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Monday, December 09, 2019 {{ new Date().getDay() }}

Reprinted with permission from AlterNet.

 

In the United States, discovery—the requirement that opposing attorneys share evidence in legal cases—has become even more complicated thanks to modern digital communications. And nowhere is that more evident than in the case of veteran Republican Party operative and self-described “dirty trickster” Roger Stone, who was arrested by well-armed FBI agents early Friday morning, January 25 in connection with special counsel Robert Mueller’s Russia investigation.

The 66-year-old Stone is facing seven criminal charges at the federal level, including five counts of making false statements, one count of witness tampering and one count of obstruction of justice. Following his arrest, FBI agents seized several years’ worth of Stone’s communications—many of them digital. And federal prosecutors, according to the Daily Beast, have asked for more time to bring Stone to trial because the discovery process is “both voluminous and complex” and adds up to “several terabytes of information.”

On January 31, Mueller’s team filed a motion in the U.S. District Court for the District of Columbia requesting an exception to the Speedy Trial Act because there is so much evidence for prosecutors and Stone’s defense to sort through. Stone’s attorneys did not oppose the motion.

The digital evidence includes Stone’s Apple iCloud and e-mail accounts. The FBI has also seized Stone’s computers, hard drives and smartphones.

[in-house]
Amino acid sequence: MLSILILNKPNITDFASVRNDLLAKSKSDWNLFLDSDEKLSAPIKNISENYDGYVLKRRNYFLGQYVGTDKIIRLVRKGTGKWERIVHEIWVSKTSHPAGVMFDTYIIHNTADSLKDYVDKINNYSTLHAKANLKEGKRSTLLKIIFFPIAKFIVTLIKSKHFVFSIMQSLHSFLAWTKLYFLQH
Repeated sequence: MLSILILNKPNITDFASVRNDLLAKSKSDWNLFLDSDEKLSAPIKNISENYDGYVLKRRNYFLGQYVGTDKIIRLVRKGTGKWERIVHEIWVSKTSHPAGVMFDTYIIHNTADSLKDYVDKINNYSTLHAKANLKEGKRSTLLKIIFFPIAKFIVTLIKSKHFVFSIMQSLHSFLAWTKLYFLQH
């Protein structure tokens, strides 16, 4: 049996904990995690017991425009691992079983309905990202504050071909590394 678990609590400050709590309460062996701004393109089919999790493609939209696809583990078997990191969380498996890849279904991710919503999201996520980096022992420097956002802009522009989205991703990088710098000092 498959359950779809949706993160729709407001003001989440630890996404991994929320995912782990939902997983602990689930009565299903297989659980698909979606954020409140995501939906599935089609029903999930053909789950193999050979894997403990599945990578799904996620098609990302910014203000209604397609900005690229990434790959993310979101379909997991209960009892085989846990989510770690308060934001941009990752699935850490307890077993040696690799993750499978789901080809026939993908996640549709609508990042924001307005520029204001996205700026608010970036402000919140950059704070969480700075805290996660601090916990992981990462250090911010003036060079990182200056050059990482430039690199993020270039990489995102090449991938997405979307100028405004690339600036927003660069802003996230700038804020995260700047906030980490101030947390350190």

To further complicate things, a separate team of FBI agents must separate communications that are privileged: for example, Stone’s communications with his defense attorneys, which are protected by attorney/client privilege.

But communications that will be used as evidence in the case must be shared by Mueller’s team and Stone’s defense attorneys as part of the discovery process—whether they be text messages, e-mails or files on a laptop. 

Plowing through all those communications, Mueller’s team will be analyzing, among many other things, Stone’s communications with the Donald Trump campaign during the 2016 presidential race and his efforts to communicate with Julian Assange’s WikiLeaks through an intermediary that year.

In 2016, WikiLeaks published the stolen Democratic e-mails of John Podesta (Hillary Clinton’s campaign manager) and the Democratic National Committee (DNC). The hacker who stole those e-mails went by “Guccifer 2.0”; Mueller believes that Guccifer was a Russian intelligence official based in Moscow, but Stone has maintained that there is no evidence proving that Guccifer was Russian.

 

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Jeff Danziger lives in New York City. He is represented by CWS Syndicate and the Washington Post Writers Group. He is the recipient of the Herblock Prize and the Thomas Nast (Landau) Prize. He served in the US Army in Vietnam and was awarded the Bronze Star and the Air Medal. He has published eleven books of cartoons and one novel. Visit him at DanzigerCartoons.

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